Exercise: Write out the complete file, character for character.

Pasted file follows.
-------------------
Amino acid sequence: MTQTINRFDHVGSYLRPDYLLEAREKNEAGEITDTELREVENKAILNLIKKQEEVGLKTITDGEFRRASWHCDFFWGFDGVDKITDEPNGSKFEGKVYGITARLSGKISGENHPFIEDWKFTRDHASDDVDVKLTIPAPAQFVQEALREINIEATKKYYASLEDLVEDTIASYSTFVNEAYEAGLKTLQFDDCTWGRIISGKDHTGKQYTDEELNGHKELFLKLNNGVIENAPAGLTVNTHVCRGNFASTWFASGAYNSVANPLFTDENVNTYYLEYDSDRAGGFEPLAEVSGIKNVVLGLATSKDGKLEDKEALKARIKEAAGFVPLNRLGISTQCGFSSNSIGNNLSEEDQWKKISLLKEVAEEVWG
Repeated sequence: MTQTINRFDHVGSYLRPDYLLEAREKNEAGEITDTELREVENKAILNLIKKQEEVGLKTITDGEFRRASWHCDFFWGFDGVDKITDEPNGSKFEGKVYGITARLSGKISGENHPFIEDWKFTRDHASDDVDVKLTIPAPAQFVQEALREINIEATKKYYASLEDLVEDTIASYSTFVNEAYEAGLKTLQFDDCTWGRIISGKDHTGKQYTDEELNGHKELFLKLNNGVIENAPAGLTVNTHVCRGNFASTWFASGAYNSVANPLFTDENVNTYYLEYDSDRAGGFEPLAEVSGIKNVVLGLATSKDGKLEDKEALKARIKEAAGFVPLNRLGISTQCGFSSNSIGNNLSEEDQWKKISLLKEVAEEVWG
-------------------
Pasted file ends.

Amino acid sequence: MTQTINRFDHVGSYLRPDYLLEAREKNEAGEITDTELREVENKAILNLIKKQEEVGLKTITDGEFRRASWHCDFFWGFDGVDKITDEPNGSKFEGKVYGITARLSGKISGENHPFIEDWKFTRDHASDDVDVKLTIPAPAQFVQEALREINIEATKKYYASLEDLVEDTIASYSTFVNEAYEAGLKTLQFDDCTWGRIISGKDHTGKQYTDEELNGHKELFLKLNNGVIENAPAGLTVNTHVCRGNFASTWFASGAYNSVANPLFTDENVNTYYLEYDSDRAGGFEPLAEVSGIKNVVLGLATSKDGKLEDKEALKARIKEAAGFVPLNRLGISTQCGFSSNSIGNNLSEEDQWKKISLLKEVAEEVWG
Repeated sequence: MTQTINRFDHVGSYLRPDYLLEAREKNEAGEITDTELREVENKAILNLIKKQEEVGLKTITDGEFRRASWHCDFFWGFDGVDKITDEPNGSKFEGKVYGITARLSGKISGENHPFIEDWKFTRDHASDDVDVKLTIPAPAQFVQEALREINIEATKKYYASLEDLVEDTIASYSTFVNEAYEAGLKTLQFDDCTWGRIISGKDHTGKQYTDEELNGHKELFLKLNNGVIENAPAGLTVNTHVCRGNFASTWFASGAYNSVANPLFTDENVNTYYLEYDSDRAGGFEPLAEVSGIKNVVLGLATSKDGKLEDKEALKARIKEAAGFVPLNRLGISTQCGFSSNSIGNNLSEEDQWKKISLLKEVAEEVWG